“I loathe my life;
I will give free utterance to my complaint;
I will speak in the bitterness of my soul.” Job 10:1
The Hebrew word translated here “loathe” also means “weary.” Have you ever been weary of your life? Oh…I have. And often, if I’m being honest. I have been to the darkest places in my mind, places where death seemed the only way to peace.
Life on this side of heaven is hard. I don’t have control of the direction of my life as much as I wanted or expected when I was younger, when I was making decisions I thought would lead to happiness. There are other forces at work — many outside of my control — that have derailed even my best laid plans.
I rejected God early on, refusing to even consider the claims of the Bible because it all seemed so foolish to me, and instead chose my own way. And what I discovered after many years is that everything I thought would bring me happiness ended up leaving me still lacking, still seeking, and never finding what I really wanted — peace, joy and contentment in a world filled with suffering, including my own. It would be easy to say, looking back, that all this was simply the consequence of my rejection of God. According to the Bible, I broke every commandment, so of course I would be unhappy, right?
Job, however, was a godly man. He worshiped God, lived a holy and set apart life, and was known far and wide for his integrity. Even God said of Job that there is “none like him on the earth, a blameless and upright man, who fears God and turns away from evil.” (Job 1:8)
Yet Job has lost everything — his children, his wealth, and his health. God did not protect him from these things, and indeed, He allowed them. (Read Job 1 to see why.) And now, having been completely stripped of all earthly and temporal things, including the ease provided by financial success and the riches of a loving family, Job is finished with living and wants to die.
Not simply weary, he is filled with bitterness, which has finally led to the “dark night of the soul.” Depression has overtaken him, and he sees no way forward.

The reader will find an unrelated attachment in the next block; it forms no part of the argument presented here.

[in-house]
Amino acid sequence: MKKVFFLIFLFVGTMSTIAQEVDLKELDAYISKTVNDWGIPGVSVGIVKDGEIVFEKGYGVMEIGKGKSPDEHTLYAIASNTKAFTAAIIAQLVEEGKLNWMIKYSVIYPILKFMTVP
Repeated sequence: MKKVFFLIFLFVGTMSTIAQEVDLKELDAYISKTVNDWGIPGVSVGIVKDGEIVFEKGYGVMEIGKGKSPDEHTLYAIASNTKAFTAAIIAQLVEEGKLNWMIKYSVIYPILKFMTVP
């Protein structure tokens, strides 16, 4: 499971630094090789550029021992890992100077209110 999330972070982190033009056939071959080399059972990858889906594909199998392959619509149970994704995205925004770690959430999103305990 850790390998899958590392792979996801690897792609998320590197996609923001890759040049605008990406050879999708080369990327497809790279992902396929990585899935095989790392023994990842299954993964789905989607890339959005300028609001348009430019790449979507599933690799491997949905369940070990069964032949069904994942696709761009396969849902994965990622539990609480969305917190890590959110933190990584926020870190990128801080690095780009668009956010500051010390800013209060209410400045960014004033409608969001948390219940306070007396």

Speaking to his concerned friends, Job laments,
“Are not my days few? Then cease, and leave me alone,
that I may find a little cheer before I go—and I shall not return—
to the land of darkness and deep shadow,
the land of gloom like thick darkness,
like deep shadow without any order,
where light is as thick darkness.” Job 10:21-22
Job has lost all hope.
Have you been in this place, my friend?
Are you in this place now?
Because of God’s love, this story — like mine and so many others — doesn’t end here.
Because the same God who allowed his servant Job to lose everything is the same God who restores the broken, redeems our deepest pain and greatest suffering, and by grace leads us out of darkness and into His glorious light.
To the hopeless, He offers a glorious hope, a hope that does not disappoint, a hope that overrides all our earthly sorrows and losses, a hope that supplies joy and peace in the midst of whatever circumstances we may face today.
His name is Jesus.
He is the reason the apostle Paul was able to say,
“Not that I am speaking of being in need, for I have learned in whatever situation I am to be content. I know how to be brought low, and I know how to abound. In any and every circumstance, I have learned the secret of facing plenty and hunger, abundance and need. I can do all things through him who strengthens me.” Philippians 4:11-13
In Christ alone, my hope is found. He is my light, my strength, my song.
I have found my hope. Is He yours?